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bbbbbev

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An electron accelerated from rest through potential difference 1.6 kV enters the gap between two parallel plates having separation 20.0 mm and potential difference 120 V. The lower plate is at the lower potential. Neglect fringing and assume that the electron's velocity vector is perpendicular to the electric field vector between the plates. What uniform magnetic field allows the electron to travel in a straight line in the gap?

I was thinking that all I really needed to do was figure out the velocity of the electron and plug all the values into the equation

F = qvBsin(phi)

phi = 90 degrees in this problem, so the equation can just be written as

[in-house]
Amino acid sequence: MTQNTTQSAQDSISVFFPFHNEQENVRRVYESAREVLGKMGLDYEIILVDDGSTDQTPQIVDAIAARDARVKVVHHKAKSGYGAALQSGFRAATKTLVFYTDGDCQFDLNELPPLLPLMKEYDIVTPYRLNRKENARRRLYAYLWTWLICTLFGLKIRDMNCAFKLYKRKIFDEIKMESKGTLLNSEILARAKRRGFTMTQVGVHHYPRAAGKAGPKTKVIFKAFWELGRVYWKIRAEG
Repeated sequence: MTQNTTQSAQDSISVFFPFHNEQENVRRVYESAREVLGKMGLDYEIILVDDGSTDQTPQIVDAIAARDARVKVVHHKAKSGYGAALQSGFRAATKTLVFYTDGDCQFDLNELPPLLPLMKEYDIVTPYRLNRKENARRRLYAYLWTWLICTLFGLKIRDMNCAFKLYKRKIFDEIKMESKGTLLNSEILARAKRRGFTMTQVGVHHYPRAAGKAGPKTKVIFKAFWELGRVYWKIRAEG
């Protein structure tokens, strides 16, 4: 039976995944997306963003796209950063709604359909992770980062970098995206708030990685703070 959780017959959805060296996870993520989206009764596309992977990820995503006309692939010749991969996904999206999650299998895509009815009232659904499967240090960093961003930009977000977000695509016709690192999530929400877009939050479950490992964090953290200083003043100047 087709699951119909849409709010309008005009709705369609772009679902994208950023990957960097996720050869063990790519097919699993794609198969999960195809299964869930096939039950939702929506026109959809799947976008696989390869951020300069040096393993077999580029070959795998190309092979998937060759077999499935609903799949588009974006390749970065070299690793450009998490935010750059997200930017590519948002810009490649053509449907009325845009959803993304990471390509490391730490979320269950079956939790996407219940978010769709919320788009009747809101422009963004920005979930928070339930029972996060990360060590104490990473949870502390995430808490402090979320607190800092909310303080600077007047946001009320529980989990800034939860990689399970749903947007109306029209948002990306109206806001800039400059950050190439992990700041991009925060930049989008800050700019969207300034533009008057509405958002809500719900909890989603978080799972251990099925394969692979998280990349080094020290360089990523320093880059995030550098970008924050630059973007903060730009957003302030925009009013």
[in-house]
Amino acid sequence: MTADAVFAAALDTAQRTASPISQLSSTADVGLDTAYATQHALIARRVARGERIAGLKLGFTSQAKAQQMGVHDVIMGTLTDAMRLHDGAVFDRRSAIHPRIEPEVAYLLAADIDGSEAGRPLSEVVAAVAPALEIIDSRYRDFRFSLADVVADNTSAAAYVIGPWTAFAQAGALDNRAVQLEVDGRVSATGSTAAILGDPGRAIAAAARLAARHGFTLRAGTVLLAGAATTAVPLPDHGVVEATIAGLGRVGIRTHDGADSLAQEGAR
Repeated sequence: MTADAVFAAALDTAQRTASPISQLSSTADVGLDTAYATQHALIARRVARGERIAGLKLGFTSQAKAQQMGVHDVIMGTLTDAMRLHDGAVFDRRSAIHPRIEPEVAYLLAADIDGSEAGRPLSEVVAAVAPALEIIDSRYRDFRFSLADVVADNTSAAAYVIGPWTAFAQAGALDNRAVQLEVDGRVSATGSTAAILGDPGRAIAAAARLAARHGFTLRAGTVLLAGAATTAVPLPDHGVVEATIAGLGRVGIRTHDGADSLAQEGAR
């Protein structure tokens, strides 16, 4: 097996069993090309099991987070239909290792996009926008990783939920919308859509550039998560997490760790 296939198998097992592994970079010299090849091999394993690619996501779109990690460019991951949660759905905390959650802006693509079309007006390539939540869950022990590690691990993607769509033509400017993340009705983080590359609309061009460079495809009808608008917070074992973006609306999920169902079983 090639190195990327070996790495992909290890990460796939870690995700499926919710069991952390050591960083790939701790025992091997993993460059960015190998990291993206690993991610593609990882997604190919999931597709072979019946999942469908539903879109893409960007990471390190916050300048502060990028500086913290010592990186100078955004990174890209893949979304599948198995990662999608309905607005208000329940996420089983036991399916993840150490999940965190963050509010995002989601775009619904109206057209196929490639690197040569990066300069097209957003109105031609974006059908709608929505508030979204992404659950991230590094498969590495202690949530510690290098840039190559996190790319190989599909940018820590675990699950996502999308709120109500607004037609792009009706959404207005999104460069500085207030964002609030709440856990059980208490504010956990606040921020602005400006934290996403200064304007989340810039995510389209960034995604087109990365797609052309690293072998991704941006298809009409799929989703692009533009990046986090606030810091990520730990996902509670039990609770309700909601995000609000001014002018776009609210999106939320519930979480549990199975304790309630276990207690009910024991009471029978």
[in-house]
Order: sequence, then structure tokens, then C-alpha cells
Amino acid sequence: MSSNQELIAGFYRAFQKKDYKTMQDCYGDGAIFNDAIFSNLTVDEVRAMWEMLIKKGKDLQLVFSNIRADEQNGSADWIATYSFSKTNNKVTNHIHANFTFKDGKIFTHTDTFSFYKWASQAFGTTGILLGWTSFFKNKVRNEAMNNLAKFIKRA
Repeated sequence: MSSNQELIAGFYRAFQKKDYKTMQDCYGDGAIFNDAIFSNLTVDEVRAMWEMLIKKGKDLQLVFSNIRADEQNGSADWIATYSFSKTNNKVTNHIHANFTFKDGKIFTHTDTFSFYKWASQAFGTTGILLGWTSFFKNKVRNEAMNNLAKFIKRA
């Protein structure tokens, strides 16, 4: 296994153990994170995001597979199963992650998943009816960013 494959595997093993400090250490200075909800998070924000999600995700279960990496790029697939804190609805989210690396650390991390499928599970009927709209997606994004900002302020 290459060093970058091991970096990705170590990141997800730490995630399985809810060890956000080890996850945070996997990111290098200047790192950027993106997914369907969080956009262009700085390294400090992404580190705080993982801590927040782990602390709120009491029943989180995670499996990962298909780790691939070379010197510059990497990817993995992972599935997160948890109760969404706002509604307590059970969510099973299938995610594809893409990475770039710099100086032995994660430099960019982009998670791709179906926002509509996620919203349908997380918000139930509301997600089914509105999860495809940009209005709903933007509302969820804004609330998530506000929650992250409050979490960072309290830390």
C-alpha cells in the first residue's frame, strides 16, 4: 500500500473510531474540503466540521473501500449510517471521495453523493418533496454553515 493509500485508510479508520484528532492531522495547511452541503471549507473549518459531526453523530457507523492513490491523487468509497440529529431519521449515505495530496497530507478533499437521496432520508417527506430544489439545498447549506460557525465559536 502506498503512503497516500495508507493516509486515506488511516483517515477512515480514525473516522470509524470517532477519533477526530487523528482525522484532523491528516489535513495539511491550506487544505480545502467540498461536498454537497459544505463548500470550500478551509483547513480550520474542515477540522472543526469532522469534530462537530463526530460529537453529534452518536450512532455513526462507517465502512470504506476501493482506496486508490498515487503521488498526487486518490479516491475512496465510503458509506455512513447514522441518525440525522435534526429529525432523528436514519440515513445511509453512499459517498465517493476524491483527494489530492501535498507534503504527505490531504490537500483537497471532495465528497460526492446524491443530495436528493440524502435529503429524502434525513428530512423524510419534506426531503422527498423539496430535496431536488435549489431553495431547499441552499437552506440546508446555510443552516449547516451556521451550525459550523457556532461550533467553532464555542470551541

F = qvB

To find v, I used the fact that change in kinetic energy = change in potential energy.

KE = PE

(1/2)mv^2 = q(deltaV)

v = sqrt((2q(deltaV))/m)

After plugging in all the numbers I got:

v = sqrt(2(1.6e-19C)(1600V)/(9.11e-31kg))

v = 2.37e7 m/s

When I plug that into the magnetic field equation I get:

B = F/qv, so B = Eq/qv. Since E = V/d and the q's cancel, I then used

B = V/(distance)(v)

B = (120 V)/(0.02 m)(2.37e7m/s) = 2.53e-4 T

But that was not the correct answer. I know this is a lot of work to look through, but I'd appreciate any help anyone could give me because I'm really not sure I'm looking at this problem correctly. What am I missing.

Thanks,

Beverly